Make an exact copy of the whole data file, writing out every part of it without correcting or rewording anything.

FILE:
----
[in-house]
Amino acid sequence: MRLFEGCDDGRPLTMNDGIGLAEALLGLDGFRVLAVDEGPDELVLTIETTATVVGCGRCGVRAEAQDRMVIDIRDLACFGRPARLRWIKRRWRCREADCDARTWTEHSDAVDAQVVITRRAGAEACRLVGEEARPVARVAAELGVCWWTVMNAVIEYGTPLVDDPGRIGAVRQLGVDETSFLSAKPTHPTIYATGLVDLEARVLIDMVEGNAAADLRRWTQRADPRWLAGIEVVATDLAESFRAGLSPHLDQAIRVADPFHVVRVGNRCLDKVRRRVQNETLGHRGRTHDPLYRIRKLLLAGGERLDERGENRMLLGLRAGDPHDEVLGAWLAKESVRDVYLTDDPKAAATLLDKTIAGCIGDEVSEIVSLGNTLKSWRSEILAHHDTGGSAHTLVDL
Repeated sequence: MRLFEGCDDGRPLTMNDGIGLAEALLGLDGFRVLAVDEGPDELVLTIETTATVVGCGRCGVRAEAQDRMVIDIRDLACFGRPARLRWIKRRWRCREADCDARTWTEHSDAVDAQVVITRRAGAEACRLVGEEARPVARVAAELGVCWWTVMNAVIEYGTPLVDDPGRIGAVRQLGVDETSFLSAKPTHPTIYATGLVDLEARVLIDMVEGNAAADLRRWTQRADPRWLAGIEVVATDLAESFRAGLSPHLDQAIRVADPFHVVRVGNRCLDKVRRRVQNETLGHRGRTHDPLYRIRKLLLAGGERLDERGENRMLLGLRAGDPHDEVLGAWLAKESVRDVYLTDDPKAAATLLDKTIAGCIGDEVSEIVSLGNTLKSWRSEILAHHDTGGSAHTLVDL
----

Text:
[in-house]
Amino acid sequence: MRLFEGCDDGRPLTMNDGIGLAEALLGLDGFRVLAVDEGPDELVLTIETTATVVGCGRCGVRAEAQDRMVIDIRDLACFGRPARLRWIKRRWRCREADCDARTWTEHSDAVDAQVVITRRAGAEACRLVGEEARPVARVAAELGVCWWTVMNAVIEYGTPLVDDPGRIGAVRQLGVDETSFLSAKPTHPTIYATGLVDLEARVLIDMVEGNAAADLRRWTQRADPRWLAGIEVVATDLAESFRAGLSPHLDQAIRVADPFHVVRVGNRCLDKVRRRVQNETLGHRGRTHDPLYRIRKLLLAGGERLDERGENRMLLGLRAGDPHDEVLGAWLAKESVRDVYLTDDPKAAATLLDKTIAGCIGDEVSEIVSLGNTLKSWRSEILAHHDTGGSAHTLVDL
Repeated sequence: MRLFEGCDDGRPLTMNDGIGLAEALLGLDGFRVLAVDEGPDELVLTIETTATVVGCGRCGVRAEAQDRMVIDIRDLACFGRPARLRWIKRRWRCREADCDARTWTEHSDAVDAQVVITRRAGAEACRLVGEEARPVARVAAELGVCWWTVMNAVIEYGTPLVDDPGRIGAVRQLGVDETSFLSAKPTHPTIYATGLVDLEARVLIDMVEGNAAADLRRWTQRADPRWLAGIEVVATDLAESFRAGLSPHLDQAIRVADPFHVVRVGNRCLDKVRRRVQNETLGHRGRTHDPLYRIRKLLLAGGERLDERGENRMLLGLRAGDPHDEVLGAWLAKESVRDVYLTDDPKAAATLLDKTIAGCIGDEVSEIVSLGNTLKSWRSEILAHHDTGGSAHTLVDL